What Is A Subatomic State? 'Ant-Man' Has Paul Rudd Small In Size But Facing Big Danger
In Ant-Man, Marvel's newest release, the titular superhero played by Paul Rudd has some impressive abilities — and a lot of dangerous work to do with said abilities. One of his powers is the ability to adopt a sub-microscopic size and enter the subatomic universe. But there is inherent danger to entering a subatomic state in such a manner, and so our superhero has to decide if it's worth it to take this risk in order to save the day. Well, that's all good and dandy, but what is a subatomic state? In order to understand the danger that Ant-Man is truly in, viewers first have to learn what the terminology really means.
In the movie, the process is described to Ant-Man as "going between the molecules." He is told by Hank Pym (Michael Douglas) that by entering a subatomic state, he may lose track of time and reality and just keep shrinking forever, with no way to get out. So, that's the inherent, and significant, danger of a subatomic state. Get it? No? OK, let's take a look at the premise a little more objectively. Here's what to know about the subatomic state:
It Literally Means Under The Atoms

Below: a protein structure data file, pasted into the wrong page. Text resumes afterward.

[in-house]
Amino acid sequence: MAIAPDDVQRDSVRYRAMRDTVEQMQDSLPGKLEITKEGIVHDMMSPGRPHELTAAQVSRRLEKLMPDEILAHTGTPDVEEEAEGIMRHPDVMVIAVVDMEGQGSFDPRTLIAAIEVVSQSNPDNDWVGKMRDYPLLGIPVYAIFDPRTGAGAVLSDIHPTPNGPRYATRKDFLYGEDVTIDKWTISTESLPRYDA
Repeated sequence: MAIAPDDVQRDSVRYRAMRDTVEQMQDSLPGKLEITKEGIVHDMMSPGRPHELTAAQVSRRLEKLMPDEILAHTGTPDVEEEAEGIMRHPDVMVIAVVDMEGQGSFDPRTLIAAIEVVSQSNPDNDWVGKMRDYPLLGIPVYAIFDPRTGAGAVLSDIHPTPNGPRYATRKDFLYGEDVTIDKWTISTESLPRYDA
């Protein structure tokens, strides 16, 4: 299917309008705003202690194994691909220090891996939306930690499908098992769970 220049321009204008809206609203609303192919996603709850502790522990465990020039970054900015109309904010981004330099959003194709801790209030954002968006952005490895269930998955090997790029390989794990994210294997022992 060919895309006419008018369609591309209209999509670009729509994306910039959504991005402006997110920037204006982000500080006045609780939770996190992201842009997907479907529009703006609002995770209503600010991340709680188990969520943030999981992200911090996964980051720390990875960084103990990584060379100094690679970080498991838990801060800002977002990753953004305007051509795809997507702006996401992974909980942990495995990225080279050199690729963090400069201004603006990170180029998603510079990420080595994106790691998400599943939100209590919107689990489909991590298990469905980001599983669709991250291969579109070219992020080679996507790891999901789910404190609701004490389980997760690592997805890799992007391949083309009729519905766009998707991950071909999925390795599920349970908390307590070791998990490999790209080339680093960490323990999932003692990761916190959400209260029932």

"Sub" is a prefix derived from Latin and means "below" or "under." "Atomic" means having to do with atoms. "State" in this instance means a condition or given circumstances. So a subatomic state is a condition of being below atoms. Since atoms are the most basic unit of matter, anything "below" them would therefore be smaller than the smallest measurable unit of matter. That is to say: really, really small.
It's Incredibly Dangerous
The subatomic particles which make up atoms are measures of energy, not matter, so by the time something becomes that small it has ceased to exist on a tangible level. Now, since it's known that matter can't be destroyed, the concept of a human shrinking to subatomic size is obviously impossible. But in the hypothetical situation put forth in Ant-Man , going into a subatomic state would be dangerous because it would essentially mean abandoning your bodily form and entering oblivion. The problem in the movie isn't how Ant-Man is going to get to a subatomic state; it's how he's going to get back.
It's Been Seen In Movies Before... Kinda
Still confused? Think of it this way; it's a little reminiscent of the scene in Willy Wonka and the Chocolate Factory where Mike Teavee is broken down into particles by the Chocolate Television camera — remember that? The difference here is that the party in question is the protagonist, not a little brat-faced kid, and so viewers are more concerned about whether or not he is going to materialize back to his original state.To summarize: subatomic state = smaller than an atom = no longer a concrete physical being = dangerous.
Does that make more sense? No? Well, I tried. Maybe you should give Paul Rudd a call and ask him to explain. Or you could just give Ant-Man another view, but that wouldn't be nearly as fun as calling up Ant-Man himself.
Images: Walt Disney Studios; Paramount Pictures; Giphy (4)